'Tele-Nurses' Save Precious Bucks on Ambulances

<p>Instead of sending an ambulance every time someone calls 9-1-1, the Houston City Council voted to contract with a telephone nursing service for non-emergencies.</p>
June 12, 2008, 9am PDT | Tim Halbur
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"For callers who do not have a true emergency, a nurse will offer first-aid advice over the phone, or help them find a clinic or doctor.

The Houston Fire Department responds to about 750 emergency medical calls a day.

'In a large percentage of cases, when we get there, the patient didn't even want to go to the hospital,' said Dr. David Persse, the city's director of Emergency Medical Services. 'Maybe they just wanted some advice, get their blood pressure taken.'

Some people call 911 because they have no health insurance or no transportation to the hospital. Others have insurance but do not know how to get after-hours care or cannot judge how serious a problem may be.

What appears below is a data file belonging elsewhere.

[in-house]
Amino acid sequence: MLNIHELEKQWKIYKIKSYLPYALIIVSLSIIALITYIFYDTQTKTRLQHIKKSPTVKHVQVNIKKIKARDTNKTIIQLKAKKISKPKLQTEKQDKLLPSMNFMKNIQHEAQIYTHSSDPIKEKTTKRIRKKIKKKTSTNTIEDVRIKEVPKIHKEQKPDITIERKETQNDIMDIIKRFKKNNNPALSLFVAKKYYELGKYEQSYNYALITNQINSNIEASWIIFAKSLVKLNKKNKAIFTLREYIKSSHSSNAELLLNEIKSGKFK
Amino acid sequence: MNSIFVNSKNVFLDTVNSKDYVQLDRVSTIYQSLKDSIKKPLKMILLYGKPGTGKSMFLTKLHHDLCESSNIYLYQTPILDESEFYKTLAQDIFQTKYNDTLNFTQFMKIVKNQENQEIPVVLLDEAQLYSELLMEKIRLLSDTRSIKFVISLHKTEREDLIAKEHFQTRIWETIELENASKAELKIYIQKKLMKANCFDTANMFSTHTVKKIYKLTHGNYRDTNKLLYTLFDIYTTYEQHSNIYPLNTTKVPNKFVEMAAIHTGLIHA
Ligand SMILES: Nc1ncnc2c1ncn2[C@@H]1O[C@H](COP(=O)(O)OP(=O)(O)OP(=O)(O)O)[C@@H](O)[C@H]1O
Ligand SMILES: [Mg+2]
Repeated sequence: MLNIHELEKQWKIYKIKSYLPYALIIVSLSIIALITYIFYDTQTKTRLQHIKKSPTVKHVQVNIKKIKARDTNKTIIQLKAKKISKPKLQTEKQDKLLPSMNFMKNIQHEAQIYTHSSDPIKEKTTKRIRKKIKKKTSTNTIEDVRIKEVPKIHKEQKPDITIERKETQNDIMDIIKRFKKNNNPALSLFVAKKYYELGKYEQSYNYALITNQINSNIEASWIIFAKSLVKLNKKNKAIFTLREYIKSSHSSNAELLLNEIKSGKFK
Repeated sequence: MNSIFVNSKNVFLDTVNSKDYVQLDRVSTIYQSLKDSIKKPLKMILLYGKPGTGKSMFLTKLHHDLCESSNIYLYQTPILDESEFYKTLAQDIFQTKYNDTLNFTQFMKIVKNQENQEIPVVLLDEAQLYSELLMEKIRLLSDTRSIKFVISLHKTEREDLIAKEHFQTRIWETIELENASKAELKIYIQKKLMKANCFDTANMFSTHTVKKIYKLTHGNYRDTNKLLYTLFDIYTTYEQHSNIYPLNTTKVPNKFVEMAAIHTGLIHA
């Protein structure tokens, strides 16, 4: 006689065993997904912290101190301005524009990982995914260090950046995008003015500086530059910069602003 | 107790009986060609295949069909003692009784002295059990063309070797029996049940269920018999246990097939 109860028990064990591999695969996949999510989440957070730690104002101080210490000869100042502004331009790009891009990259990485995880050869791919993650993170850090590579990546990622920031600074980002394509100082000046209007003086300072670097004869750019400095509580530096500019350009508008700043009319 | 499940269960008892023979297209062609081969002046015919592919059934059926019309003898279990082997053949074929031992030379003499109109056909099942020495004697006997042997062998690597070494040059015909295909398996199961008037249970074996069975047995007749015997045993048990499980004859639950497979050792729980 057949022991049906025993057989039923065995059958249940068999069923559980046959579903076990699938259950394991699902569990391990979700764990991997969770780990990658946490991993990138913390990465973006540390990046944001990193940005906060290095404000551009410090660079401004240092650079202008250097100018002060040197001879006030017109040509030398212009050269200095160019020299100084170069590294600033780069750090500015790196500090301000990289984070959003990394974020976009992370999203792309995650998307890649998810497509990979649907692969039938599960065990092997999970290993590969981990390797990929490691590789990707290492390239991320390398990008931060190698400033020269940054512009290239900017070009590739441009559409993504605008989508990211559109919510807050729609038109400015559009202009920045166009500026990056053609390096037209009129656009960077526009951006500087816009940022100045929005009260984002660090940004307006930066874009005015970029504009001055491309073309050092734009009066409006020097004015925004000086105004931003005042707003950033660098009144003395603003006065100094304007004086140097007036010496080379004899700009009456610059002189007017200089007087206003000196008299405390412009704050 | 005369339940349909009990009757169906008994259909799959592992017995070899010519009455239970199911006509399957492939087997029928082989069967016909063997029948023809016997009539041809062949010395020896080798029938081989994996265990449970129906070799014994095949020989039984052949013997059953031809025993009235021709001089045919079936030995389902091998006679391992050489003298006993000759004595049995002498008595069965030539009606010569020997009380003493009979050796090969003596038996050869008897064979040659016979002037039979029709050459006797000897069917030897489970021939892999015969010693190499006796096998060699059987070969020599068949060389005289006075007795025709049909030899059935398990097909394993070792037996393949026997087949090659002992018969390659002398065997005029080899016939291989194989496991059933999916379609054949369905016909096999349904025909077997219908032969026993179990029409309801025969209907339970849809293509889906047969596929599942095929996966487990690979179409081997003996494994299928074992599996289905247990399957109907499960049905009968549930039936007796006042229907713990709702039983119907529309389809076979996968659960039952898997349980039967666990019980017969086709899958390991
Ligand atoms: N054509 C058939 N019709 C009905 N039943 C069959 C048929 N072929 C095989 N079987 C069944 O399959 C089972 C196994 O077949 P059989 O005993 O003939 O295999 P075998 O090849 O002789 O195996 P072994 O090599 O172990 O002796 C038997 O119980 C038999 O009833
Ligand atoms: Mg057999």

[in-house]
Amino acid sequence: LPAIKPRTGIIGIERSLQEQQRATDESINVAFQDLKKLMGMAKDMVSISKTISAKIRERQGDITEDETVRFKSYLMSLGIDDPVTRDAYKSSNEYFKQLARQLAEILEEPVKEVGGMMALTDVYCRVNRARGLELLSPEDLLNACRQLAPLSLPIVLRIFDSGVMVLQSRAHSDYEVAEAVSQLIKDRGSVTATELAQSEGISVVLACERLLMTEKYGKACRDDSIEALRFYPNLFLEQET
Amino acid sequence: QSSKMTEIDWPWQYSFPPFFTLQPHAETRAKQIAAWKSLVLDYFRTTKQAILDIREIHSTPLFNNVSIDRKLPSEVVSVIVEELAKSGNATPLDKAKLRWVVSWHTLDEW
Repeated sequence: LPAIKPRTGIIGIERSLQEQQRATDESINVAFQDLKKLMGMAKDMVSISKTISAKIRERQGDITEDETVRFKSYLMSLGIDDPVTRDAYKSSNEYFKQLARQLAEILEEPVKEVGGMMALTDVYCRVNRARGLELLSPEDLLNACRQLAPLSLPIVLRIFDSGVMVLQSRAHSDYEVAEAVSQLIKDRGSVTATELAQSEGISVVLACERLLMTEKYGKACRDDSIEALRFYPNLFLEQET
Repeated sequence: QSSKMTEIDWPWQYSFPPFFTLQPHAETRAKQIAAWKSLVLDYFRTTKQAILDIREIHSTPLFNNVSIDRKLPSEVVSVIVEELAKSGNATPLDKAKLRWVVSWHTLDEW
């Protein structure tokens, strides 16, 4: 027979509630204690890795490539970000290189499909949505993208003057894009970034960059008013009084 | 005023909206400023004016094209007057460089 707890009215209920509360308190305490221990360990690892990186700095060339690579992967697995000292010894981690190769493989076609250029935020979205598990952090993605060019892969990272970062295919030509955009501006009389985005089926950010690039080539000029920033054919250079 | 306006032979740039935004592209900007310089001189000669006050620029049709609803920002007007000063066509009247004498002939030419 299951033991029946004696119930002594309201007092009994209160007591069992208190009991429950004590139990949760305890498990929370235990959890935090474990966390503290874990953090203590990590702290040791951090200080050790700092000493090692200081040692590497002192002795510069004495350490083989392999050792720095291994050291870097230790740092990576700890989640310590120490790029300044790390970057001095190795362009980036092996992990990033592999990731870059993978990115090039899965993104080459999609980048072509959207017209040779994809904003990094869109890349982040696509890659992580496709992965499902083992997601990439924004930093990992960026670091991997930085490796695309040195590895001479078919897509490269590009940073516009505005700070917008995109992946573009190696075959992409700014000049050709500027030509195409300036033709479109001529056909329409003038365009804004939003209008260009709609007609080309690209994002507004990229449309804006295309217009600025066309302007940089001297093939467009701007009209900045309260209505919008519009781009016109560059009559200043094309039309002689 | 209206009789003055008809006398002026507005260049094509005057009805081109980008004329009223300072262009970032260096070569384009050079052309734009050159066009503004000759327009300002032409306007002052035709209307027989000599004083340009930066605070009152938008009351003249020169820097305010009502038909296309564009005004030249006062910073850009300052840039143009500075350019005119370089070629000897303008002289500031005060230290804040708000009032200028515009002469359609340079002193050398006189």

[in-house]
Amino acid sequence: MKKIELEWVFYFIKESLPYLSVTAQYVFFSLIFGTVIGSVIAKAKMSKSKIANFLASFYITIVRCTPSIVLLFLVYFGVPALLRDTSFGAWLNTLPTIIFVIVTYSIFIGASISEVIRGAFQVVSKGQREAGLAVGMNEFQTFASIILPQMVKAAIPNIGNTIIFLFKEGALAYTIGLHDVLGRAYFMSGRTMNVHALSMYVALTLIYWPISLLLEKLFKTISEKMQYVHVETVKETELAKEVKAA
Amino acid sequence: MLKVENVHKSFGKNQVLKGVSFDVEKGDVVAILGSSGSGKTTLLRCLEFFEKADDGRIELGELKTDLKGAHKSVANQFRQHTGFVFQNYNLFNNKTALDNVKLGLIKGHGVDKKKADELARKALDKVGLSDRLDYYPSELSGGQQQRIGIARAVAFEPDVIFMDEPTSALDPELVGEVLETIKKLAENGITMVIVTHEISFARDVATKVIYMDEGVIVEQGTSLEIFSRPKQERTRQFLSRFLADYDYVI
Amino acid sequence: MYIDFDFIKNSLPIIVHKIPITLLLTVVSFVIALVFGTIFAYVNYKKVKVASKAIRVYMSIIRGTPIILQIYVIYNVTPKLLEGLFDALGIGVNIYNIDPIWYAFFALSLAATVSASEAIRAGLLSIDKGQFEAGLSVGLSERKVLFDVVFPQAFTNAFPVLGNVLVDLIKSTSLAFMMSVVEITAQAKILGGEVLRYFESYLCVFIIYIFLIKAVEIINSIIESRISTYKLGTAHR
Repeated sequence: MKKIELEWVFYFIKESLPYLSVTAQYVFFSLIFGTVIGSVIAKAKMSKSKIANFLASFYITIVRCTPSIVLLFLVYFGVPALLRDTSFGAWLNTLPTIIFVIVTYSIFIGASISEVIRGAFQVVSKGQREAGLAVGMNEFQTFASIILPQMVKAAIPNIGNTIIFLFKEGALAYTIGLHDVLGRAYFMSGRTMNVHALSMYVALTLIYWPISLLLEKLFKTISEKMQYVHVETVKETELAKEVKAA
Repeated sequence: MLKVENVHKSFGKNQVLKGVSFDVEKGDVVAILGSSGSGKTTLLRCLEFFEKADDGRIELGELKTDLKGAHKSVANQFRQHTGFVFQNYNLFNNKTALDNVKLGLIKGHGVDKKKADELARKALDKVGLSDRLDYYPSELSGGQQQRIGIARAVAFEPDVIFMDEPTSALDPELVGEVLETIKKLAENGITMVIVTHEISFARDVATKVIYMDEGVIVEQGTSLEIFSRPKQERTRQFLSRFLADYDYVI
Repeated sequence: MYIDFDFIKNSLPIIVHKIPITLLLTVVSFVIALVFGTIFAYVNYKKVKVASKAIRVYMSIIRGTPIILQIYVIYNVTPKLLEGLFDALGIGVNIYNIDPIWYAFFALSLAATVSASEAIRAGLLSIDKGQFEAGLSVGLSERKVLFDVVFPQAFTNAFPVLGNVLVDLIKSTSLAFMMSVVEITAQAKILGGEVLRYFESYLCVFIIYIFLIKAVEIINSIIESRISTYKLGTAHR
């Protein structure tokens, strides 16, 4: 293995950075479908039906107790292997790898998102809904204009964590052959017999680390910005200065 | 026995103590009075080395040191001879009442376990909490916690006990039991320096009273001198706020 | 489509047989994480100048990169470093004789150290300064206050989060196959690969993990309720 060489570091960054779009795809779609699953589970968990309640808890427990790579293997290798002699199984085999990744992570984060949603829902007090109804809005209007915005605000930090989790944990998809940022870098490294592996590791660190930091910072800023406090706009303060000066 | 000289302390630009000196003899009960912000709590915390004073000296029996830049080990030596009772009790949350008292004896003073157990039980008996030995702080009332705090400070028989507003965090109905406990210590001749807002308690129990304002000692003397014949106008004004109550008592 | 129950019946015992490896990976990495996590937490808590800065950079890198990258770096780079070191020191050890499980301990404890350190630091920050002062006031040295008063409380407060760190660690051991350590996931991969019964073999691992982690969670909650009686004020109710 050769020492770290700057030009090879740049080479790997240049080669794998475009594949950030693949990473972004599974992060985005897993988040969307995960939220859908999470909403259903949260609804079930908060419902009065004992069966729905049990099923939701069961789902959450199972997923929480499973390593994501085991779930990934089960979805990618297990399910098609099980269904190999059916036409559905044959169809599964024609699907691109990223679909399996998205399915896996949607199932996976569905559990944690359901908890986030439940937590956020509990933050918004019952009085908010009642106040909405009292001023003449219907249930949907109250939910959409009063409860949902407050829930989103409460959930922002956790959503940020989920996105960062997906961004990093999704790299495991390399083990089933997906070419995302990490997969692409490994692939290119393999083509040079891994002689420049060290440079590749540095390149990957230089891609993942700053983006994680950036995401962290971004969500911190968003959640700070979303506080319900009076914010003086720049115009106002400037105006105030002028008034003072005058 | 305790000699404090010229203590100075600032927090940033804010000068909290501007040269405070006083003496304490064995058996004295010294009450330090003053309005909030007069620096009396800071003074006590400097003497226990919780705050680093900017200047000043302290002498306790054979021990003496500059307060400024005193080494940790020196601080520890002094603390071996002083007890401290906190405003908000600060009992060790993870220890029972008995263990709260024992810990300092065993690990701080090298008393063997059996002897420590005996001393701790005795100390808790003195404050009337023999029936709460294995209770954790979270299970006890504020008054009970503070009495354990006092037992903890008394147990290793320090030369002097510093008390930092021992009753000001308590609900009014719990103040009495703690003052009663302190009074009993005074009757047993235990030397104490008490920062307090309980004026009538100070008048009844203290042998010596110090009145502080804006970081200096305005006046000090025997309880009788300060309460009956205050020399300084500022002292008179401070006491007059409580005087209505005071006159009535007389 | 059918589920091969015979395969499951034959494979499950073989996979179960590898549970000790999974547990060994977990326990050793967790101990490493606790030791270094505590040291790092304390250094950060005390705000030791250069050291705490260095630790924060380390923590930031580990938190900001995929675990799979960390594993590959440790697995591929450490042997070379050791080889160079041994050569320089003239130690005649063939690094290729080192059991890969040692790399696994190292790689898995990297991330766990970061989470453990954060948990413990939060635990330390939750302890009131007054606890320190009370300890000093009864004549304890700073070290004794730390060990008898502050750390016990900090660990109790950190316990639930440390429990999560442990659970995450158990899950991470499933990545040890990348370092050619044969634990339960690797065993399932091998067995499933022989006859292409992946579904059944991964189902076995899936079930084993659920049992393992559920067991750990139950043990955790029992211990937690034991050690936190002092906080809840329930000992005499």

Until now, the default solution has been to send an ambulance. That costs taxpayers and also can cost the patient: An ambulance ride to the ER costs $415, plus $7.50 per mile. That's before the hospital bill.

Houston is among the first cities to try tele-nurses for 911 calls. Richmond, Va., has a similar program."

Thanks to Larry Schooler

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Published on Thursday, June 5, 2008 in The Houston Chronicle
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